French Monument of the Month: the Mont Saint-Michel Abbey



French Monument of the Month: the Mont Saint-Michel Abbey

In this monthly series, we take a look around France’s many beautiful historical buildings under the care of the Centre des Monuments Nationaux. This month, the Mont Saint-Michel and its historic Abbey, whose church is celebrating its 1000th anniversary. 

If you ever needed an excuse to visit (or revisit) the majestic Mont Saint-Michel, how about celebrating one millennium since construction of the abbey’s Romanesque nave began in 1023?  

The heritage treasure needs no introduction. Located on a tidal island just off the coasts of Normandy and Brittany, Mont Saint-Michel is universally recognised as a site of spiritual and historical significance. The Gothic-style Benedictine abbey dedicated to the Archangel St Michael was France’s second UNESCO World Heritage induction after the Cathedral of Chartres, and to this day is one of France’s most popular sites with over three million visitors a year.  

A view of the cloister of Mont Saint-Michel’s abbey © Thomas Thibaut / Centre des Monuments Nationaux

A place of spirituality and knowledge 

Legend has it that, in 708, the bishop Aubert dreamt of the archangel Michael asking him to build a sanctuary in his name upon the Mont-Tombe. This first holy place was then occupied in 966 by Benedictine monks and the construction of an abbey began in 1023. The presence of the monks and the building site of the abbey attracted pilgrims who flocked to the island seeking salvation and protection from St Michael. A village started to settle at the foot of the small mountain.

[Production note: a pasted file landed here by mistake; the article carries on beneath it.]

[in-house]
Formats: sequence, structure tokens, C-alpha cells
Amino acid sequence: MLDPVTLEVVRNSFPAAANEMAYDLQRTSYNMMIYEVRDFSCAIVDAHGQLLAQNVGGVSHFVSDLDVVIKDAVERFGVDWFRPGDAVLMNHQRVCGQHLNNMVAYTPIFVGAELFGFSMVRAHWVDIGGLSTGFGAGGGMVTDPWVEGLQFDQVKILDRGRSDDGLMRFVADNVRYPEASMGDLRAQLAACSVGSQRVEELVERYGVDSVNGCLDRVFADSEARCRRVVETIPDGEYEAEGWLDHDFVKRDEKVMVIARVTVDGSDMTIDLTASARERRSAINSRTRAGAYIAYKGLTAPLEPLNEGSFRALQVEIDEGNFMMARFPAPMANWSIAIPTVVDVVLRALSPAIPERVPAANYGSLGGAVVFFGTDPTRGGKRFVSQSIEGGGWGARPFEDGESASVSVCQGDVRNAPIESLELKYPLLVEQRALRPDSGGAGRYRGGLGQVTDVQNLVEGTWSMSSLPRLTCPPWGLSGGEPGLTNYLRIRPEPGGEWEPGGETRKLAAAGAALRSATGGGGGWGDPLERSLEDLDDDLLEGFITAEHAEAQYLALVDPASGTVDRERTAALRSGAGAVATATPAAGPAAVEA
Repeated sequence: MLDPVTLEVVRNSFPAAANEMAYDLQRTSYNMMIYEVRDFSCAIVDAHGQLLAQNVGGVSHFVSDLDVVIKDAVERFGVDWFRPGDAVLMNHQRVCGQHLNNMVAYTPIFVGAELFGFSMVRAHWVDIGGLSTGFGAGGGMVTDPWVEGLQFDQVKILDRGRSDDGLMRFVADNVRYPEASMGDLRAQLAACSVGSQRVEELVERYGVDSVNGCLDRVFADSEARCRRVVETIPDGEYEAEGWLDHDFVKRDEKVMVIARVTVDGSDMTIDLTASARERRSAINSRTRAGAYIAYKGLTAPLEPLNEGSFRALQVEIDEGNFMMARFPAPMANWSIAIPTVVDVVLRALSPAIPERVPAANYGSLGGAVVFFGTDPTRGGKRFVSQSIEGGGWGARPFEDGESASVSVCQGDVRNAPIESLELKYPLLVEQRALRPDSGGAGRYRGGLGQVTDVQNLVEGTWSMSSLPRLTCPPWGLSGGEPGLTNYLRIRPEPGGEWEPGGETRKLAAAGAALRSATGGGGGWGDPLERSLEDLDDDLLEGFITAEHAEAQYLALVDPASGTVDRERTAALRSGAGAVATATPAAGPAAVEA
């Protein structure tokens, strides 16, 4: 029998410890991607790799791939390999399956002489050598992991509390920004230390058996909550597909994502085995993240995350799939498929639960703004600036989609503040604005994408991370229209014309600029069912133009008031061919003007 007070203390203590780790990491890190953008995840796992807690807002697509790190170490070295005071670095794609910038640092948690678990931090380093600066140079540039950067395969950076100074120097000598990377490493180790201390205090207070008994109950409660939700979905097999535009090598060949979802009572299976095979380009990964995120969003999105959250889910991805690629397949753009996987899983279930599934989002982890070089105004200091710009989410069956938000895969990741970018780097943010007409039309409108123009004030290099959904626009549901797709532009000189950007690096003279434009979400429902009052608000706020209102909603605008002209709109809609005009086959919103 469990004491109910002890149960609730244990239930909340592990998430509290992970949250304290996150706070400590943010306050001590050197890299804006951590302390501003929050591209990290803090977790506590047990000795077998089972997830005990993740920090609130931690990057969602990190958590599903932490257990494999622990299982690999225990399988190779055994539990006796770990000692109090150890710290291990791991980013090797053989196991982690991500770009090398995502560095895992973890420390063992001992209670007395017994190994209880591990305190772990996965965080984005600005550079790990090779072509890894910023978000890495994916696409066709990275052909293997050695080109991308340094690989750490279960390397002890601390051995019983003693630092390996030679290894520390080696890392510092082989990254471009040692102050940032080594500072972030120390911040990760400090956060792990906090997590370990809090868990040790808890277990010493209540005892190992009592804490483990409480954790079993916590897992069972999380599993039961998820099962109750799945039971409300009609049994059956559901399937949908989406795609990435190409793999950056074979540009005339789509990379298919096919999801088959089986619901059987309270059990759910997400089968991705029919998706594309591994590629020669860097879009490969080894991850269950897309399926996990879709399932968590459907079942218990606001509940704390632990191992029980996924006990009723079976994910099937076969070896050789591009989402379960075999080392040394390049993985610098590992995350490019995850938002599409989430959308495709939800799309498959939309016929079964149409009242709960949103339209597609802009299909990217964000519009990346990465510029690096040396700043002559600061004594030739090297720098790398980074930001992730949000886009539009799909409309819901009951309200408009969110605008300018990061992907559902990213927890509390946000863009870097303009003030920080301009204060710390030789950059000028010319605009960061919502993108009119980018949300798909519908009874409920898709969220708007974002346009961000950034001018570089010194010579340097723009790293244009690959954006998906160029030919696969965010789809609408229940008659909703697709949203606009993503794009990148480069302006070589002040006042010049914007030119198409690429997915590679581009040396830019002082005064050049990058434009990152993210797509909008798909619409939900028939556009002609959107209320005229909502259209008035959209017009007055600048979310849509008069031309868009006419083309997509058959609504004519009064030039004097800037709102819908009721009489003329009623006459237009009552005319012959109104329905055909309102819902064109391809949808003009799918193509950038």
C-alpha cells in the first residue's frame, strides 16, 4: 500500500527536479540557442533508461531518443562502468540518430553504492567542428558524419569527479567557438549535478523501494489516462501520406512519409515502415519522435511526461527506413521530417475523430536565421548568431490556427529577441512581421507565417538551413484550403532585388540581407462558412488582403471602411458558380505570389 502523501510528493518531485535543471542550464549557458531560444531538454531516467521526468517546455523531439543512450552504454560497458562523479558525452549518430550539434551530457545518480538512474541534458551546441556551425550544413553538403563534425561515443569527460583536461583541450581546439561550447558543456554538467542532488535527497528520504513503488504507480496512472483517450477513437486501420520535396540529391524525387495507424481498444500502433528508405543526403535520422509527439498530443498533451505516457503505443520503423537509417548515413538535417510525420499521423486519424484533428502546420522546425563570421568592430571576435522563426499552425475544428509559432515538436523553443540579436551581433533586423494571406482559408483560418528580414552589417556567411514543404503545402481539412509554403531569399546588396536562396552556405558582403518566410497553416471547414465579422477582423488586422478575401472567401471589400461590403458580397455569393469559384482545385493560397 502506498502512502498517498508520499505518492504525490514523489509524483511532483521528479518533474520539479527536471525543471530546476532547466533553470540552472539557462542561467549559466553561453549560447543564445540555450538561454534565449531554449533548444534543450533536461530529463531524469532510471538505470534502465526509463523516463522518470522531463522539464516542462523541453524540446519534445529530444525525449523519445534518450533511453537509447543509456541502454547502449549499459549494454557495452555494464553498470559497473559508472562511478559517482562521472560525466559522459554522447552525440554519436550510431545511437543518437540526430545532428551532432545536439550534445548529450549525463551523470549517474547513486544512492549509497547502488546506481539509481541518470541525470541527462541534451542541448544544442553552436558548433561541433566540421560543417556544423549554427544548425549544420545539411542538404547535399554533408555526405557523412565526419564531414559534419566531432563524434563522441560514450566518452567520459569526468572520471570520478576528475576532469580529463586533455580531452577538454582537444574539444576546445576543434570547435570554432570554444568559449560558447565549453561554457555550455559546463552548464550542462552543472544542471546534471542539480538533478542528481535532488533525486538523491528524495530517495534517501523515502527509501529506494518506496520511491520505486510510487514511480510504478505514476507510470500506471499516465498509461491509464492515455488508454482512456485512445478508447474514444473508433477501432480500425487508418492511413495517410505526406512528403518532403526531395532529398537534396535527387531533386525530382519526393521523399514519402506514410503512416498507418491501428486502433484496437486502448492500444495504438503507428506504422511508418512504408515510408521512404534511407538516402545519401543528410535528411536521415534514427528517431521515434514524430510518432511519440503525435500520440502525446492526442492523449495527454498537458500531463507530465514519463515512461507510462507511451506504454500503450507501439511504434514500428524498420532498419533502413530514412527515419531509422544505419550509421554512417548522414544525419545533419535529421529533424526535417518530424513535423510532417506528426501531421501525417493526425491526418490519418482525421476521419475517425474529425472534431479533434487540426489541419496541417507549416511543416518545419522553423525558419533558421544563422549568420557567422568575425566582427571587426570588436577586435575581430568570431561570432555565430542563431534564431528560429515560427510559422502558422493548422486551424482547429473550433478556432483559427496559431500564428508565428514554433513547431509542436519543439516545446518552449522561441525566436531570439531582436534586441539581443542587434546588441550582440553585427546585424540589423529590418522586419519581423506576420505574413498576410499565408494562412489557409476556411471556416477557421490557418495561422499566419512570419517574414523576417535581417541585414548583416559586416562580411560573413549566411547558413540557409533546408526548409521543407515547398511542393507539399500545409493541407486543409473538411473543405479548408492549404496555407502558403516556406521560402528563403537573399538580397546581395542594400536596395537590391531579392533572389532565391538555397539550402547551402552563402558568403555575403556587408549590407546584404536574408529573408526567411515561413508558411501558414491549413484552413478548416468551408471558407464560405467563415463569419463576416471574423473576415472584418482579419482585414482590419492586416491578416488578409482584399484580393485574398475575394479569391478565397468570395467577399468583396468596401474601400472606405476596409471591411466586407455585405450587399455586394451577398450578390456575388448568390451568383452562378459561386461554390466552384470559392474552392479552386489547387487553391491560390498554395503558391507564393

Meanwhile, the abbey began to produce, preserve and study a large number of manuscripts. It then became a major cultural site during the Middle Ages. The abbey welcomed pilgrims of all backgrounds, including several kings of France and England, such as Henri II Plantagenêt, Saint Louis, Louis XI, Anne of Brittany, François I… 

Different architectural additions throughout the years have created a very unique religious site with Gothic elements added to the first church. The abbey was also built almost like a fortified castle, clinging to the rocky outcrop at the top of the mont and shooting upwards, with thick, tall walls surrounding it. It actually served as a fortress for the Duchy of Normandy and it survived the Hundred Years’ War including a series of brutal English sieges between 1423 and 1434. Though the Roman choir of the church collapsed, the Mont Saint-Michel became a symbol of French triumph. 

Stunning aerial view of the Abbey church © Christian Gluckman / Centre des Monuments Nationaux

From pilgrims to prisoners 

In the 17th century, the Mont Saint Michel was commandeered as a prison and the monks who lived there had to oversee the arrival of prisoners in what was then known as the ‘Bastille of the Seas’, a reference to the infamous Parisian prison tower. 

After the French Revolution and the subsequent separation of Church and State saw the clergy’s properties nationalised, the monks were ushered away from the Mont Saint Michel. But the prisoners remained and the island played host to political prisoners such as Auguste Blanqui or Armand Barbès. 

Though a dark period in the site’s history, its conversion to a prison, which held 14,000 prisoners throughout the years, undoubtedly saved it from destruction. In 1863, the prison doors were closed forever on an abbey that was is pitiful state. 

The village at the foot of the Abbey © Thomas Thibaut / Centre des Monuments Nationaux

Revival and restoration 

The abbey was listed as a Monument Historique in 1874 and renovations began immediately to preserve the site and prepare to receive its first tourists. A road leading to the island from the coast was built in 1879 to make the site more accessible and overcome the tidal constraints of the sea. This meant however, that the island lost its maritime heritage. Between 1901 and 1938, a steam tramway even linked Mont Saint-Michel to Pontorson!